Delving deep into the mind of Dan Ramos - Scott Stephenson editorial
For this week’s plunge into paranoid paronomasia, The Chaff is conducting its first-ever in-depth interview. That’s right, it’s time for a Chaffterview! Who better as the first subject of our unflinching gaze than quixotic Quebec-born Qu’omedian, Dan Ramos?
But who is this man Dan with a plan making calls from the banana in his hand? You may know him from his role as Bosco in James Wan’s Malignant. Or if you’re one of The Chaff’s many child readers (check out Child Chaff: The Chaff for Children!) you may recognize him as disturbed dogcatcher Jinx Jones in Netflix’s cult-hit Phantom Pups. If you’re Pauly Shore, you know Dan Ramos as your tour videographer. If you’re comedy icon Dave Chappelle, you know Dan Ramos as that wacky cameraman that’s filming perennial jurist Pauly Shore for some reason. If you’re a loyal Chaff-fan, you know Dan Ramos from the very first Chaffterview. And if you don’t know Dan Ramos, don’t worry - you will soon enough!
The Chaff caught up with the jovial jester sequestered in his East Hollywood apartment under the ever-watchful eye of a poster of outsider comedy artisan David Lieberhart, the remote repartee was chockablock with laughs and gaffes ranging from riff to raff, with a quorum of questions going ultimately unanswered.
Was Dan Ramos born, fully formed from a congealing puddle of organic comedy ooze? Is there a method to his madness? We did not know, and we still don’t know the answers to all these questions. “Everybody thinks that when I go on stage, I’m unprepared…” he began, before abandoning the topic entirely.
The Chaff first encountered Ramos in Toronto, during his RIOTous years at Ryerson University, now known as his Toronto Metropolitan years. During those days, Ramos was a blur of pretend phones, “smedium” t-shirts, and soda bottle-balancing acts. Any found object could be restlessly escalated into a bit of infinite silliness, only to quickly fizzle back into nothingness. “Imagine your whole day is just not missing anything so people can have maximum laughs,” Ramos pondered. “Now I have a lot more fun just being silly!”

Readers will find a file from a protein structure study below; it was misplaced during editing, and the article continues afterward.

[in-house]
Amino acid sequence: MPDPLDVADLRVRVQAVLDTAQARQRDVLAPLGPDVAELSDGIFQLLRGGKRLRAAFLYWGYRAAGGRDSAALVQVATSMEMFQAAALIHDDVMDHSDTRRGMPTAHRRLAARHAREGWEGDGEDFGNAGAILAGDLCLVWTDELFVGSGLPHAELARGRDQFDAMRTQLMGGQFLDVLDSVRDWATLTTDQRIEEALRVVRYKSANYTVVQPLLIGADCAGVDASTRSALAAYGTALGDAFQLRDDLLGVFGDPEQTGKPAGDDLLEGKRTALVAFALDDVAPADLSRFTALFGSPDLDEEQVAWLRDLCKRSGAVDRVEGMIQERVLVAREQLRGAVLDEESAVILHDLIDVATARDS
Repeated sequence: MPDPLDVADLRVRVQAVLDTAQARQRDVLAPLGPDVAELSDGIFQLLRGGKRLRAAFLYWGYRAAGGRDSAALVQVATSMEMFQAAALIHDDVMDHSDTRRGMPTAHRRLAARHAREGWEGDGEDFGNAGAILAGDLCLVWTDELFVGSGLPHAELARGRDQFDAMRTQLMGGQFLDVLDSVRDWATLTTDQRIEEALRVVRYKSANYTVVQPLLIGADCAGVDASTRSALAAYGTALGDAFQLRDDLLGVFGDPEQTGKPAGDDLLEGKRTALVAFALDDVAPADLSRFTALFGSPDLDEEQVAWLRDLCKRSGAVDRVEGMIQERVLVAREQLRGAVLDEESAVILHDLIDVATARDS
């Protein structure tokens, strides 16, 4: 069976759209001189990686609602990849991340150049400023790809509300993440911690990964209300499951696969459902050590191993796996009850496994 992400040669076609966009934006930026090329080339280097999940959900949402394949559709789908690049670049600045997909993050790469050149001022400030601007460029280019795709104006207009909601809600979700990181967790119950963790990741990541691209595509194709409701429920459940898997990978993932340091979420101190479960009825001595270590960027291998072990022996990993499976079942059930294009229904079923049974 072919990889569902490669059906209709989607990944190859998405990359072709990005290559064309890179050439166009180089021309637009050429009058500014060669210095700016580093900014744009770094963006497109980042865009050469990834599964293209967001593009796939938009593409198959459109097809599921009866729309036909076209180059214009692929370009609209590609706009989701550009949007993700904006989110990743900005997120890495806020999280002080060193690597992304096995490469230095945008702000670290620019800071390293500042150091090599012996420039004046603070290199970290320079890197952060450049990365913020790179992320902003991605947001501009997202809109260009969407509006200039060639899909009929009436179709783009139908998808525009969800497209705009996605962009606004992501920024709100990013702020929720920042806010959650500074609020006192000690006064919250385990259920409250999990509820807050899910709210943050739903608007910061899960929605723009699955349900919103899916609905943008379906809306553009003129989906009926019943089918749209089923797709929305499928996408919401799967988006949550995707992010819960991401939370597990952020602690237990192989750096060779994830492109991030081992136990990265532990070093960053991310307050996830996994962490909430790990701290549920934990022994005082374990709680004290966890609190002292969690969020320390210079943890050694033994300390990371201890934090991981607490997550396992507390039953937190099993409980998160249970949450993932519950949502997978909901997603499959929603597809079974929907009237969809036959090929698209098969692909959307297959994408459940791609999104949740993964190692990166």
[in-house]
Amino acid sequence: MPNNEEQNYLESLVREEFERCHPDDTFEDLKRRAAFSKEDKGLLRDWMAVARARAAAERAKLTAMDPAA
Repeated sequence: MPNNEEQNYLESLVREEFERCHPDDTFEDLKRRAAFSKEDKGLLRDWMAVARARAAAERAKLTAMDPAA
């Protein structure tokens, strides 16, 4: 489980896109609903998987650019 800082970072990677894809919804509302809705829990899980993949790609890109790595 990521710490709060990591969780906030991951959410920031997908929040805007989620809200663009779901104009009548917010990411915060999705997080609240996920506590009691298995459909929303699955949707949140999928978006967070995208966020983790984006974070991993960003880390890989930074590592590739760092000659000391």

It was at Ryerson that Ramos encountered a different kind of Dan, in the form of cutting-edge comedy creep Daniel Kurland. The two instantly entered into a combative comedy relationship that eventually culminated in the two men moving south to perform their bizarre brand of sketch on New York City stages.
The ever-restless Ramos eventually escaped from New York, and travelled across America solving mysteries and riding the rails, eventually ending up in Los Angeles.
MONTAGE: Los Angeles. Ramos washing dishes in a Thai restaurant, going on auditions, meeting agents, performing on The Gong Show as a skateboard-balancing leprechaun, doing stand-up in various alt-comedy rooms, frequenting the Comedy Store. “I’ve never been to a major cathedral, but I know it must feel like The Comedy Store,” said Ramos.
Having spent a number of years in L.A. without gaining traction, Ramos decided to finally leave and return to Montreal. Then he didn’t. Around that time, he was approached by Shore about filming him on an incumbent tour. When the Son-in-Law himself calls, you best come correct, and the two vaudevillians set off for Las Vegas in a van.
Besides his work documenting Bio-Dome survivor Pauly Shore, he’s recently made two biographical films - a feature length film about himself, and a short film about the life of French Canadian harlequin, Jean-Luc Tibolo Thibault. Rumoured to be the bastard son of Cirque du Soleil and Emmett Kelly, Tibolo Thibault became famous for his avant garde prop comedy and brutally honest sleight of hand. Known as “The Filipino Fratellini”, Tibolo Thibault was a prolific filmmaker. At the height of his career, he was selling out football stadiums across the country, and went on to be the second-ever clown to receive the Order of Canada. The frequently foul-mouthed merryandrew, once Montreal’s premier street performer, has seen his career decline in recent years, and has been forced to take up the shameful act of instructional clowning. Truly a tragic downfall for one of Canada’s undisputed greatest clowns.
It’s not hard to see what drew Ramos to Tibolo Thibault - there are many parallels between the two funny-men - both born in Montreal, both the children of Filipino immigrants, both fascinated with film from a young age, both polarizing figures in the world of modern clowning.
Does Ramos have plans to direct feature films like his hero, Jean-Luc Tibolo Thibault? Of course he does. “Feature films are just major, long scenes,” he explained. “You figure it out. Listen to that voice in your head that tells you you’re going to do it… don’t live your life for someone else’s dream.”
What wise words indeed! Whatever the future holds for this non-stop chuckle-buck, you heard it here first - this guy’s really got something!